Mind Body and Soul

Get inspired by reading the example activities below using our Community Grants!

We spoke to Justine Nakimuli, the founder of MBS (MindBodyandSoul) about their activities funded by our Community Grants for British Science Weeks which aimed to improve the mental health of ethnic minority communities.


Tell us about your community group and the sorts of activities you usually run.

Our charity MBS (Mind Body and Soul) exists to support the mental health of ethnic minority communities in the UK and is a registered charity in Liverpool.

We work in partnership with the Ugandan Community Association and other ethnic minority groups of African origin in Liverpool, Manchester, Warrington, the Wirral and St. Helens. Our aim is to use culturally sensitive approaches to educate, support and advocate to stamp out stigma on mental illness in Black Afro communities. We want to improve community connections for young people via mentorship programmes, psycho-education, community expos, community activities and seminars.

MBS youth activities

I’m inspired to do this work by my cultural and professional background. Historically, in my culture mental illness is a taboo. We, therefore, don’t discuss it. As a mental health nurse for over 15 years, I know that mental illnesses affect 1 in 5 adults. Statistics from people of my ethnic background around mental illness are alarming: majority are diagnosed with psychosis, males are more likely to complete suicide, and they are more likely to be sectioned under the Mental Health Act.

What prior experience did you and your organisation have with science prior to being involved with British Science Week?

Our organisation was not involved with science prior to engaging with the British Science Association. Being a grass root organisation, we were finding ways of trying to involve or get young people interested in science, technology, engineering, arts and maths subjects.

What activities did you run with the British Science Week Community Grant funding?

We have been very lucky to have been chosen by the British Science Association for the last two years for a small grant of £500 to run community connection activities with young people. These are normally physical health activities, outdoor sessions that scientifically improve physical health and mental well-being.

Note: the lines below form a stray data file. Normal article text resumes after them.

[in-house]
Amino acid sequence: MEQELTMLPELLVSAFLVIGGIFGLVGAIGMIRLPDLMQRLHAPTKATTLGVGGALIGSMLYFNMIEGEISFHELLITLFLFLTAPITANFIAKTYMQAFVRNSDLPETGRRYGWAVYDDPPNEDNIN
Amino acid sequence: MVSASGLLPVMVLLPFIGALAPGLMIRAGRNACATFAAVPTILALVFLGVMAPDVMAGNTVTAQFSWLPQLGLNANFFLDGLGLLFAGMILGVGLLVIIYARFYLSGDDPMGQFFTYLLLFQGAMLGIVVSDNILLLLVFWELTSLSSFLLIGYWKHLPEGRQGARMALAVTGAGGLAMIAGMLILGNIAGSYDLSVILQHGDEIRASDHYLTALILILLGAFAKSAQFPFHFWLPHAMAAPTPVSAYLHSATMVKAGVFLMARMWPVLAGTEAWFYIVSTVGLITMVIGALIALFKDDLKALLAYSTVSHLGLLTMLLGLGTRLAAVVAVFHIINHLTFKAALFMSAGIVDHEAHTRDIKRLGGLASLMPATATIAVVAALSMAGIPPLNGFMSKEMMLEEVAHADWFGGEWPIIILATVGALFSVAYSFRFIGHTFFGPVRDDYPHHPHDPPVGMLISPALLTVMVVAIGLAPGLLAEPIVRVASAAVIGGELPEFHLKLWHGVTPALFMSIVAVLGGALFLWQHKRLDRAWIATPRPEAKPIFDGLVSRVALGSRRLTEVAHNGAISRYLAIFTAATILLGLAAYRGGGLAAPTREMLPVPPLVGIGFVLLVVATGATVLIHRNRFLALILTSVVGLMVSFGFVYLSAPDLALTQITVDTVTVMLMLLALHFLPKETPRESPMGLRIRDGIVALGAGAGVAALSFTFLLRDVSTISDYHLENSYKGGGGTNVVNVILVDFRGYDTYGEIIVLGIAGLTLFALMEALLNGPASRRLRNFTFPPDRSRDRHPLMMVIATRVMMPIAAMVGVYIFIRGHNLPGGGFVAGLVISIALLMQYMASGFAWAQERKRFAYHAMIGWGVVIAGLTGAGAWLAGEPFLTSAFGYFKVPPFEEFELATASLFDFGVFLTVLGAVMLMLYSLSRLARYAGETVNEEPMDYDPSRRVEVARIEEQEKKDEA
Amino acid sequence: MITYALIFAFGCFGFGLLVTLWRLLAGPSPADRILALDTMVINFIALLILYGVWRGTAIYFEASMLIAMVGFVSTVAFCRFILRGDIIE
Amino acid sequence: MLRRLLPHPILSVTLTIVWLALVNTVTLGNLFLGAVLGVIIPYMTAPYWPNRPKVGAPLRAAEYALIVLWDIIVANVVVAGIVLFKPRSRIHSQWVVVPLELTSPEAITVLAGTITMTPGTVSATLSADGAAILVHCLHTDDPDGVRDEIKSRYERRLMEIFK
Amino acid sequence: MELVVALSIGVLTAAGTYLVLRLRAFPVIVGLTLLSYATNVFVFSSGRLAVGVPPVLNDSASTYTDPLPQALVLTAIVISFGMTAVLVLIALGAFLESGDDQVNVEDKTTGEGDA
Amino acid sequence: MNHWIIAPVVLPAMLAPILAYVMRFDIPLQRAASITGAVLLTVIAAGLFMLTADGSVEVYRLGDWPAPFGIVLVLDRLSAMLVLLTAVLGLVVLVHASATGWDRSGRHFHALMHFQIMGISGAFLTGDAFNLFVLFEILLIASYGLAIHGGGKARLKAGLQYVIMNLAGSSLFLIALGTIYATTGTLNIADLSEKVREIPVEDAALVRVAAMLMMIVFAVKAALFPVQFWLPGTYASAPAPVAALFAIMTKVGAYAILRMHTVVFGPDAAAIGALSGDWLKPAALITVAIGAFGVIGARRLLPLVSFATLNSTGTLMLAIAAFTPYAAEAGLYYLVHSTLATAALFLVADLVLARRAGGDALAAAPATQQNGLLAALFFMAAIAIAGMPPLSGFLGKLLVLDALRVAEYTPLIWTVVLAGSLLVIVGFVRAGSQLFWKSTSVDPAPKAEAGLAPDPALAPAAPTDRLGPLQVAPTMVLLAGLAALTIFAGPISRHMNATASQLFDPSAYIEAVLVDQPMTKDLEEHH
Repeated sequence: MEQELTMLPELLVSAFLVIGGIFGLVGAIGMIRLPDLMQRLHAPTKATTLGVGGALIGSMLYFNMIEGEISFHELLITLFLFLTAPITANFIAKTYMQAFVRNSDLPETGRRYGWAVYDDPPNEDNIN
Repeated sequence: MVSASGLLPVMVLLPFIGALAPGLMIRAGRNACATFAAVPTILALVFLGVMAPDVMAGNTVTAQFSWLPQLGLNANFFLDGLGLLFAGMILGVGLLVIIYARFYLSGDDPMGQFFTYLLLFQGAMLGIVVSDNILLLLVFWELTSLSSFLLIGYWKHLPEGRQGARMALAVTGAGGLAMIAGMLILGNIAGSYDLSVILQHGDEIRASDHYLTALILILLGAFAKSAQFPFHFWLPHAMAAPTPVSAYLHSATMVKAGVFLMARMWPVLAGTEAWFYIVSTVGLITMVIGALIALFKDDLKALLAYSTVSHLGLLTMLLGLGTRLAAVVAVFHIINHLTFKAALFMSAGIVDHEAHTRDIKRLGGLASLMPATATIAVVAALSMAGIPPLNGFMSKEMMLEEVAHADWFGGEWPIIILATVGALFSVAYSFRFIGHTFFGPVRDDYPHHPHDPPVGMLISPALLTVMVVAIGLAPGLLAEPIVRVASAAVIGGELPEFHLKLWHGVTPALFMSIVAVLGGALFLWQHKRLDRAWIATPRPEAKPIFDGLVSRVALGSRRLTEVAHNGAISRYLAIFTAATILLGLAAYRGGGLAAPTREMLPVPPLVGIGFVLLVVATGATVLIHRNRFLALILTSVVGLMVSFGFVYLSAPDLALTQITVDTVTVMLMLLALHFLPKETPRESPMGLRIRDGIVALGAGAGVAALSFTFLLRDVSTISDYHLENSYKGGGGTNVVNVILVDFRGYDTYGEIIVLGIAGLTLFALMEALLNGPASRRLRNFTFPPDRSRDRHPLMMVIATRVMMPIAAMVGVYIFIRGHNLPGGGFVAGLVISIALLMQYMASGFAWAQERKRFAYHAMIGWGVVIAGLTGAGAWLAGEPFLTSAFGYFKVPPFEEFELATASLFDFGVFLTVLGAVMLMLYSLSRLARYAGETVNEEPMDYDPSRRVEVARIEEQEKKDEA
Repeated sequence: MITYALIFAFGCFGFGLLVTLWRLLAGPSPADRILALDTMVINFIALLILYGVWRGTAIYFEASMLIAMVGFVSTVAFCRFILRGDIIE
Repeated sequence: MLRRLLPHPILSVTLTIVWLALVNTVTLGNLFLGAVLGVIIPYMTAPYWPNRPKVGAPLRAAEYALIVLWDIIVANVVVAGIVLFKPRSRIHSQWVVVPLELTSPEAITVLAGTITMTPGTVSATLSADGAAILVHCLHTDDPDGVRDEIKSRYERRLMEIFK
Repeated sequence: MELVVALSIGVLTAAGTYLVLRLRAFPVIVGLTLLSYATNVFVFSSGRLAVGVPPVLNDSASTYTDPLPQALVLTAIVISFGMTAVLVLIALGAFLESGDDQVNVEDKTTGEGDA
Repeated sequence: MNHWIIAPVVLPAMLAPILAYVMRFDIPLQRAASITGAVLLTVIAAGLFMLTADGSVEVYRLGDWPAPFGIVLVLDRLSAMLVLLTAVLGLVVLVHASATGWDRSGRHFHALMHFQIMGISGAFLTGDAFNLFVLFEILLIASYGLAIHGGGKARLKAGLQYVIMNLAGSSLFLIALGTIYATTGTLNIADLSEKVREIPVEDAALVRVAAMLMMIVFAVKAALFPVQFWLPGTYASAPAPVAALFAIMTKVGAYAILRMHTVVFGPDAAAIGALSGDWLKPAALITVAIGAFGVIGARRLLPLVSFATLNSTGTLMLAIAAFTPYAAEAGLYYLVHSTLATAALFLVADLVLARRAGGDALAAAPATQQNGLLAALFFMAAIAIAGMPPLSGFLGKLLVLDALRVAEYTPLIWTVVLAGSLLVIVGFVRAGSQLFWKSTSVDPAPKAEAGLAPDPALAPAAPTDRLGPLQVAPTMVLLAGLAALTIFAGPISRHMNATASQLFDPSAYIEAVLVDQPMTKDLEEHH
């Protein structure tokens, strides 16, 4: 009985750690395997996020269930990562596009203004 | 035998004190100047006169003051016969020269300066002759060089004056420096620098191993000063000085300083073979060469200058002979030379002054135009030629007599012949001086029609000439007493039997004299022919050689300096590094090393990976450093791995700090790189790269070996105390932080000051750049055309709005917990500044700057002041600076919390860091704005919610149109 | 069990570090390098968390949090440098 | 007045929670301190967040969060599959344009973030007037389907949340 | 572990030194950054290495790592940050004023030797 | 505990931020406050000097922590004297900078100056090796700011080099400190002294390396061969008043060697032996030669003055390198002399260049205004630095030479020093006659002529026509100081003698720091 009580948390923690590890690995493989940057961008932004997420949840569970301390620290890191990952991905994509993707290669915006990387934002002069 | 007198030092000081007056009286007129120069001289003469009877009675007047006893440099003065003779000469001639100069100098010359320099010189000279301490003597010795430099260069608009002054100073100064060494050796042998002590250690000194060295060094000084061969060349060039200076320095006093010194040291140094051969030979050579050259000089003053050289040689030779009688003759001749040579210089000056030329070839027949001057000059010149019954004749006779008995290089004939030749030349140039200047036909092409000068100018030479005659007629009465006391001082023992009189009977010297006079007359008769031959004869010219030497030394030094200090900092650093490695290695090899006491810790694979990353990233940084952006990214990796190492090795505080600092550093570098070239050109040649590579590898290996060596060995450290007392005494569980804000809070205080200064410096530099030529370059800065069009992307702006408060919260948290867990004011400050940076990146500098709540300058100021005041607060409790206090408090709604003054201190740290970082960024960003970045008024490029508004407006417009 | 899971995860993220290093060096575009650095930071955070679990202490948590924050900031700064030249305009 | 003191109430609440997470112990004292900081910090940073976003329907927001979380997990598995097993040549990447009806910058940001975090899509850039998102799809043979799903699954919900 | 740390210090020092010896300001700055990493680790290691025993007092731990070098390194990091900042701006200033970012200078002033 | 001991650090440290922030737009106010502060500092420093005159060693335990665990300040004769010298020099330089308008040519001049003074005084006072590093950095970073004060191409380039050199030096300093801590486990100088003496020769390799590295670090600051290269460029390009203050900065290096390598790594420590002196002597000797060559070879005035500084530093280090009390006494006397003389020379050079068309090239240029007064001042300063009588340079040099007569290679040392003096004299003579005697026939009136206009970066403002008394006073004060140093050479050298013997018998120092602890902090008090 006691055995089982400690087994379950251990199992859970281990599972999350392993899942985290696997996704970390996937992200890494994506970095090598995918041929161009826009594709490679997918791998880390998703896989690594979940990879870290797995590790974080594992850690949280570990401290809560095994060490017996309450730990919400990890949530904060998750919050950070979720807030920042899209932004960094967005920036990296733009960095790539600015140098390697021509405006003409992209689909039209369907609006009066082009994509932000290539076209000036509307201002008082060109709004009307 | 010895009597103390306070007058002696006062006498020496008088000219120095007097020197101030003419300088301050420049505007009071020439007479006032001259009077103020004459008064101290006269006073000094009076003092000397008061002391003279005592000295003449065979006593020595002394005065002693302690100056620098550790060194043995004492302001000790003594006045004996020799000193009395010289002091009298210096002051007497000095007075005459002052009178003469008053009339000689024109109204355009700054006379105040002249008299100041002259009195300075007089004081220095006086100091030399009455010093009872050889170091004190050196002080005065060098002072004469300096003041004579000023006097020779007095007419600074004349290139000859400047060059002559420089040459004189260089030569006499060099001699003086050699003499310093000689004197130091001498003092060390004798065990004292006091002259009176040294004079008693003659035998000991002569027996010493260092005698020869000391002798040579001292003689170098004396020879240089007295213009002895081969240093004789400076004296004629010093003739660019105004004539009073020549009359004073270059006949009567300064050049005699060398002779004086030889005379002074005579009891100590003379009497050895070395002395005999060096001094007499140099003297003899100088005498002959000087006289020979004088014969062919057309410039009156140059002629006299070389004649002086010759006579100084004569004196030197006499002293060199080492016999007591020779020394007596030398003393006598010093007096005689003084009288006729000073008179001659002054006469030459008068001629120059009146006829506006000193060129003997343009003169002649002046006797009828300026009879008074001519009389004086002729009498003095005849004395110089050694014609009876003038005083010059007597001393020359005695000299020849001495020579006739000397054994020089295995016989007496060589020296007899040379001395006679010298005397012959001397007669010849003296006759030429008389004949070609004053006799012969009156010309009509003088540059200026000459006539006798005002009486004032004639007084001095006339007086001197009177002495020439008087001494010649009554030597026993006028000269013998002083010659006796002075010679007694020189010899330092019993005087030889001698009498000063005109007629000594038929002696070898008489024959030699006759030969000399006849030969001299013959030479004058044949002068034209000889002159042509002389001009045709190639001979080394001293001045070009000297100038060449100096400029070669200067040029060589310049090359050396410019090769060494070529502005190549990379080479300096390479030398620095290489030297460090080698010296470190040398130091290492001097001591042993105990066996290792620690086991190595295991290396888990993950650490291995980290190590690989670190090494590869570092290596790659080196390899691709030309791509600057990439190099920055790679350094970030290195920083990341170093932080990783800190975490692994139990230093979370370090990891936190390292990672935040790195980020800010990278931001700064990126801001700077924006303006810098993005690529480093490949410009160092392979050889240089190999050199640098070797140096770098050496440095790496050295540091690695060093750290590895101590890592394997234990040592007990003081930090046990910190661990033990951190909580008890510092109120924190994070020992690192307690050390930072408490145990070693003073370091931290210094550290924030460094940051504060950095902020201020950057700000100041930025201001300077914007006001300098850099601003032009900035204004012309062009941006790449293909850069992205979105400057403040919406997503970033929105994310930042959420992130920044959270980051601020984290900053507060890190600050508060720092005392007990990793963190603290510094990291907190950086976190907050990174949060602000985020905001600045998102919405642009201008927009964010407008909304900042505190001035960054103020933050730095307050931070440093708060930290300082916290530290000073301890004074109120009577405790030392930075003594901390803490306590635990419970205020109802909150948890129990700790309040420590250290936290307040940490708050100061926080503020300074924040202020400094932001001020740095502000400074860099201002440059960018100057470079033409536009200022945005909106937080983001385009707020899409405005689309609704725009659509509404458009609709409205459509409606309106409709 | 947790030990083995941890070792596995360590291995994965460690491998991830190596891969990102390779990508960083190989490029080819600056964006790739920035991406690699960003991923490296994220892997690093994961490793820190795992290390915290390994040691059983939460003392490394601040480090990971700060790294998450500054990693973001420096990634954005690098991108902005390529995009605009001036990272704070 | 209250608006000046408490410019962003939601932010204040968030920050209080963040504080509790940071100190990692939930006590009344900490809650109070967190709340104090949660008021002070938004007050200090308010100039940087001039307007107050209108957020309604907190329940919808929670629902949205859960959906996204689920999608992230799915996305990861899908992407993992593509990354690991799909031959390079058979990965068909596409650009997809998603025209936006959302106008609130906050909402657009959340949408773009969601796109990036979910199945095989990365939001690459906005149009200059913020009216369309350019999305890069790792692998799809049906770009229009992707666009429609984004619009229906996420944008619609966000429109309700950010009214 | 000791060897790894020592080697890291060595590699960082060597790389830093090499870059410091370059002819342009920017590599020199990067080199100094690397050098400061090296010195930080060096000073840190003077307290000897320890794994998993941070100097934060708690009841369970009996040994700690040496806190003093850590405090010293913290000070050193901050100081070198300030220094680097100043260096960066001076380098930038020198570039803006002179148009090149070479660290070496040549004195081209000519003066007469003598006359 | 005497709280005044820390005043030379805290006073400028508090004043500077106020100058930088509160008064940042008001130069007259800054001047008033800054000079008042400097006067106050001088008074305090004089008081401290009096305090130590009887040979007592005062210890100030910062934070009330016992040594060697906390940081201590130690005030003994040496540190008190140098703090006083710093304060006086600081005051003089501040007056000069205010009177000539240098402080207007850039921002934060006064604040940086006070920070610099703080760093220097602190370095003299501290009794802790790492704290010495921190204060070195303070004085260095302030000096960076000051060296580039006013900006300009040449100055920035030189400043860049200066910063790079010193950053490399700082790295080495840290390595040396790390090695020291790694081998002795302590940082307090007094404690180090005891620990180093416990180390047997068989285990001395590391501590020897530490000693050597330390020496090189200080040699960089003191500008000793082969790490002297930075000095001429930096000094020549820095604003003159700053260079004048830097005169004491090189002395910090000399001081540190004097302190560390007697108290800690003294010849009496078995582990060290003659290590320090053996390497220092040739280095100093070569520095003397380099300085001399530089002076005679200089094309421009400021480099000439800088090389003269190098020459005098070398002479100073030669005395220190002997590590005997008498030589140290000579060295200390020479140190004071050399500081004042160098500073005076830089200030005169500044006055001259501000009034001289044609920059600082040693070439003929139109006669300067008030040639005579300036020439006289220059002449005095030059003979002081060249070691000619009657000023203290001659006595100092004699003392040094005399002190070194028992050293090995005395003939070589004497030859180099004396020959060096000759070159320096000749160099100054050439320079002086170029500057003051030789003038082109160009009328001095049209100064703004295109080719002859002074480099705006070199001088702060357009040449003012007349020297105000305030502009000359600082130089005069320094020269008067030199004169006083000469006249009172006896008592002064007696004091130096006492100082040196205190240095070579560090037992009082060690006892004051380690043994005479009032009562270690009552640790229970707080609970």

Our first British Science Week activity was a seed germination experiment in a jar during Covid-19 pandemic, when the community was isolated and mental health and well-being at the lowest. This activity, where equipment was posted to families, helped improve families’ mental well-being by providing children with exciting opportunities to observe the different stages of seed germination and encouraged them to communicate and share each other’s experiences via Zoom. It also improved family engagement. Families looked forward to every Thursday of the week to share experiences together.

The following year we ran the baking soda balloon experience, a fun activity that took place in an open-door space for children to enjoy and avoid any accidents. This activity was at a very exciting time, as the young people were meeting in-person for the first time after lockdowns.

Why are grants like this important for your group or community? 

Our science activities improve community engagement and get young people interested in the future of science.

We serve a community that covers asylum seekers and low-income families. The majority of the families we work with are below the poverty line, and being able to afford extra activities during school holidays or after school is not always possible. Grants like this support our organisation in catering to and including these families in free, meaningful activities. This helps to prevent isolation and inequalities that exist in our community.

What tips or advice would you give to community groups thinking of applying for a Community Grant for British Science Week? 

Groups should not get concerned about the size of their organisation or about not being a science specific community organisation. The British Science Association is engaging with grassroot organisation like ours, who don’t have prior experience with science, to help us engage our audiences with a new topic.


Useful Links

Community Grants example activities from 2022

Other Community Grants example activities

British Science Week Community Grants 

Community Grants 2023 guidelines